The Year of Living Danishly by Helen Russell
This book caught my eye last month when I was reading the January book reviews of one of my favourite bloggers, Mostly Yummy Mummy. She strongly recommended this fascinating account of a British journalist’s decision to move, for her husband’s job, to one of the most remote parts of Denmark. She made it her mission to discover why this cold and dark country regularly tops world happiness polls. Part sociology, part memoir, part lifestyle, this is always brilliantly, wittily written and certainly made me long to be Danish. It’s highly unlikely my husband will be offered a job in Denmark any time soon, but if he was this book would tempt me into encouraging him to accept. With my political hat on I found it interesting and inspiring that Danes are willing and proud to pay high taxes in order to provide top quality public services for everyone, and that this has resulted in an equal, contented and economically successful society. There’s a lesson there, Mr Osborne…
The Light Years, Marking Time & Confusion by Elizabeth Jane Howard
Wow! My best friend and fellow bookworm bought me all five of the Cazalet chronicles for Christmas, and I love her more than ever for it. I’ve read the first three, and am half way through the fourth, and I can’t remember the last time I enjoyed reading anything so much. The novels are a proper old-fashioned family saga, following the lives of the extended upper-middle class Cazalet family in the years leading up to, during and immediately after the second world war.
Howard has a superb gift for evoking that world and drawing you so deeply in to the lives of her characters that they feel almost more real than the people around you. She switches effortlessly from character to character, storyline to storyline, skilfully treading the fine line between dissatisfaction and satiety. I wept, agonised and laughed along with the main protagonists, but I also particularly enjoyed the intricate pen portraits of incidental characters who would be passed over by many other novelists.
These are the kind of books you can’t stop reading (I hope I haven’t neglected my children too severely), but never want to end. They are also books I know I will read again and again, and the characters will live vividly in my head for the foreseeable future. If you haven’t read these, get to a library or bookshop immediately, you have a treat in store.
Jeeves and the Feudal Spirit, Carry On, Jeeves, Stiff Upper Lip, Jeeves, Thank You, Jeeves & Right Ho, Jeeves by P.G. Wodehouse
February hasn’t been the best month ever for me, as I seem to have been feeling unwell for most of it. I was so ill with tonsillitis that I actually ended up spending three or four days in bed, which is almost unheard of. At the time I was in the middle of the second Cazalet novel, and, although I was loving it, I felt too headachy and under the weather to properly appreciate it, and I wanted a good old comfort read. My husband is a huge P.G. Wodehouse fan, as was my late father-in-law, so we have a huge stash of his work, and husband suggested there was nothing better as a feel-good-pick-me-up. I took him at his word, and motored through five Jeeves novels during my enforced rest.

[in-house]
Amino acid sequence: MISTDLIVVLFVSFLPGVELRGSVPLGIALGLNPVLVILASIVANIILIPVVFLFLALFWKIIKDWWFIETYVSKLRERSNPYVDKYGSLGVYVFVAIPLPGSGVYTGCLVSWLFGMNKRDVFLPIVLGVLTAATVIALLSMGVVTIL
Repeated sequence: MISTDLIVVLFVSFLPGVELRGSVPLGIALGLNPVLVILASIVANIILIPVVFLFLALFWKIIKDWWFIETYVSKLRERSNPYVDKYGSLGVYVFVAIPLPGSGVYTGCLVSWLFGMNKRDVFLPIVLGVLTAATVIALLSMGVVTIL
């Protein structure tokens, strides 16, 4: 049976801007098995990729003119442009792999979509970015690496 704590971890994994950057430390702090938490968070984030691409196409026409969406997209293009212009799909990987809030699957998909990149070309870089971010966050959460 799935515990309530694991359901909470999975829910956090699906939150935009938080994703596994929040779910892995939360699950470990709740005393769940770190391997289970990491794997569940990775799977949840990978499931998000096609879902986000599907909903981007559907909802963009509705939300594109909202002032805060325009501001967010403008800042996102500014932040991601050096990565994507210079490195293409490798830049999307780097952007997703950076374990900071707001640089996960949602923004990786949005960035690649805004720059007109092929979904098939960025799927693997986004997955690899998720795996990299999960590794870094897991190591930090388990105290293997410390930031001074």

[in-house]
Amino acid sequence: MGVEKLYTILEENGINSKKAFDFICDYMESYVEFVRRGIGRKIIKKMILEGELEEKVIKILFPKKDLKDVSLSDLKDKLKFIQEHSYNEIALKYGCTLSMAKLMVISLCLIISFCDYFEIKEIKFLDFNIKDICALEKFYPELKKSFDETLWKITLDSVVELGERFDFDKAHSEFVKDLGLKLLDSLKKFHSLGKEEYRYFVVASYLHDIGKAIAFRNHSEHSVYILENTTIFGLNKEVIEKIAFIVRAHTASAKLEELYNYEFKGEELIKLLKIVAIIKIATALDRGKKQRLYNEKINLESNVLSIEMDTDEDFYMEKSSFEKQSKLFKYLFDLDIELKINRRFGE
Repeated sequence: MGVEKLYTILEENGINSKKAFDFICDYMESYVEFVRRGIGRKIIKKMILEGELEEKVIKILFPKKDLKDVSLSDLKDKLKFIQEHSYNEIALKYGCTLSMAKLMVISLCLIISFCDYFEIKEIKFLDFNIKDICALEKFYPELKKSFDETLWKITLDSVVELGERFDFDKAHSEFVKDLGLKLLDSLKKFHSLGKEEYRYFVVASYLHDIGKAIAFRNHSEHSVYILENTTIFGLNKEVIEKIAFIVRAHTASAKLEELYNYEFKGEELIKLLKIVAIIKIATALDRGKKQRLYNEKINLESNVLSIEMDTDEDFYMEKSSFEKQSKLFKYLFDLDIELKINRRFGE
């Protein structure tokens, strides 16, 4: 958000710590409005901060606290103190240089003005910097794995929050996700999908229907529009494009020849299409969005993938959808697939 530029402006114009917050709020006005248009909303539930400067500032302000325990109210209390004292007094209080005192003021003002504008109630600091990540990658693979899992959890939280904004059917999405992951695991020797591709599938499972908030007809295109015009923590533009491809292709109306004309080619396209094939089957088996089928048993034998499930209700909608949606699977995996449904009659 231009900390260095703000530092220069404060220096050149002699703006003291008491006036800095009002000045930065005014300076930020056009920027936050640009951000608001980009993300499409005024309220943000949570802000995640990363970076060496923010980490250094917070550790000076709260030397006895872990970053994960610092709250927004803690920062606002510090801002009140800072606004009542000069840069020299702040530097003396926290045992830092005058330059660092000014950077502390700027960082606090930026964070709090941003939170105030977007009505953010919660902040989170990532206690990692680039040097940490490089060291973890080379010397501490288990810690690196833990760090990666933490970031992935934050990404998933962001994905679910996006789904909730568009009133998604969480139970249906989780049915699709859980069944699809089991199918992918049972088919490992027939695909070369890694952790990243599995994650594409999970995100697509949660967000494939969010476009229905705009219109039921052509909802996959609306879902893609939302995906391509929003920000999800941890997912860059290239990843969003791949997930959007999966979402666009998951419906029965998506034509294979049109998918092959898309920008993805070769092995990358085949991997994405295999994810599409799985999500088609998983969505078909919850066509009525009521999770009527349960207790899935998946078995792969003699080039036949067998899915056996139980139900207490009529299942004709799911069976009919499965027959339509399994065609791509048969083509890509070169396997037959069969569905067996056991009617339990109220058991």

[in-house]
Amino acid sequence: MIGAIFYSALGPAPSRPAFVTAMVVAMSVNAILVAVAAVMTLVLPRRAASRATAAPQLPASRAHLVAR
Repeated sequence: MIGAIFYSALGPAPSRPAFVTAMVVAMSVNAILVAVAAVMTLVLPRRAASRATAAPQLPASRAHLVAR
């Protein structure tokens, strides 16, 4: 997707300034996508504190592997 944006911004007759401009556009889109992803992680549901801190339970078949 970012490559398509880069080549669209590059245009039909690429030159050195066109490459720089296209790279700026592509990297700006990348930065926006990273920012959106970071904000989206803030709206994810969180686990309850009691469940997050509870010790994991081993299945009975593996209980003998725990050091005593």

One of them had an introduction which included this quote from Evelyn Waugh:
Wodehouse’s idyllic world can never stale. He will continue to release future generations from captivity which may be more irksome than our own. He has made a world for us to live in and delight in.
Perhaps unsurprisingly, I couldn’t have put it better myself. One of my favourite things about reading is that there are worlds and people I can visit whenever I want to. Anya Seton can take me to medieval England, L.M. Montgomery to late Victorian/Edwardian Canada, Maeve Binchey to 1950s Ireland. Whatever is happening in my own life, those alternate realities will never change. And frankly, when you are lying in bed in the 21st century, feeling miserably sorry for yourself, and worrying about your husband being left on his own to cope with two poorly, grumpy children, and the housework all piling up, then escaping to a 1920s Piccadilly bachelor flat, or luxurious country house, with a butler on hand to smooth all life’s difficulties is pretty good. When this world is depicted so hilariously and in such deliciously rich language, then being ill in bed becomes almost a pleasure.
Nigellissima by Nigella Lawson
My husband got me this for my birthday, knowing that I love a good cookery book, and I especially love a Nigella cookery book. I adore her writing style, and her recipes tend to be my go-to favourites. They always work, they’re always delicious, and they suit my slightly freestyle kind of cooking. I haven’t actually made anything from this book yet, but there are loads of dishes I’m dying to try. Chilli Crab Risotto, Eggs in Purgatory, Prawn Pasta Rosa, Cappuccino Pavlova or instant Chocolate Orange Mousse, anyone?